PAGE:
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J Am Optom Assoc. 1997 Feb;68(2):95-108.

Choroidal metastases resulting from carcinoma of the lung.



Choroidal metastases, the most commonly observed tumors of the choroid, are a frequent sequela of lung cancer. Carcinoma of the lung is the most common cancer. Choroidal metastatic tumors can be observed before or after the definitive diagnosis of a lung carcinoma.


A 42-year-old man, examined 1 month after reporting an ache and blurry vision in his left eye, was found to have an elevated, irregular-shaped choroidal lesion in the eye. The second patient, a 53-year-old man, was examined 1 week after reporting dim vision in the left eye. Diagnosed with non-small-cell lung carcinoma 5 months earlier, he was found to have bilateral choroidal lesions.


The first patient was diagnosed with choroidal metastasis from adenocarcinoma of the lung 8 months after the initial presentation, confirmed after a fine-needle aspiration biopsy. The second patient had bilateral choroidal metastases from disseminated lung carcinoma.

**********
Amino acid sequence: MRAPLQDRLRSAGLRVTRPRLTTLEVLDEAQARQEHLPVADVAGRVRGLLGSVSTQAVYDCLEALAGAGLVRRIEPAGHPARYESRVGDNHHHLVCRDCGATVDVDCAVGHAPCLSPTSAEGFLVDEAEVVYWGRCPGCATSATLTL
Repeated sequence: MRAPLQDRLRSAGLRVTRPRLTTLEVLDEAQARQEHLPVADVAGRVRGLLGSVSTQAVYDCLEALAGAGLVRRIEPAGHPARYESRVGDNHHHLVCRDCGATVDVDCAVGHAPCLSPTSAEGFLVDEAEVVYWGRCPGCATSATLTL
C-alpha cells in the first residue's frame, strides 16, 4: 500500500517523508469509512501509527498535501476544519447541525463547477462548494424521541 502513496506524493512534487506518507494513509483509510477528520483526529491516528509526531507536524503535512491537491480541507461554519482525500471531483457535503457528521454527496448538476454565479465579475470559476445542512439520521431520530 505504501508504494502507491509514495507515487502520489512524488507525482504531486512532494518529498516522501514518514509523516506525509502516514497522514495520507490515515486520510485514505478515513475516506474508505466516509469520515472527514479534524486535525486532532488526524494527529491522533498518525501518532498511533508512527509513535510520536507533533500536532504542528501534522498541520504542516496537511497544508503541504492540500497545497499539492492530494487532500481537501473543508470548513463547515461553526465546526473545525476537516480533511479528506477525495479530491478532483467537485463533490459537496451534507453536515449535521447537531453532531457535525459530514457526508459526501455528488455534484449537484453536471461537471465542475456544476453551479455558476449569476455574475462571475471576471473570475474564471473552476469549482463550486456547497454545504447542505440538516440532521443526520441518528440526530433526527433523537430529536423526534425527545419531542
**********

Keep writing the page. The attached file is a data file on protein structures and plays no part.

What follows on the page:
Metastases to the eye or orbit develop in approximately 0.7% to 12% of patients with lung cancer. Treatment regimens depend on the size and extent of the choroidal tumor, number of tumors, laterality, the visual status of the affected or nonaffected eye, the stage of cancer, and the age and general health of the patient. Prognosis is contingent on vital organ involvement and response to therapy. Preserving the patient's visual status may enhance the quality of remaining life.

[Indexed for MEDLINE]

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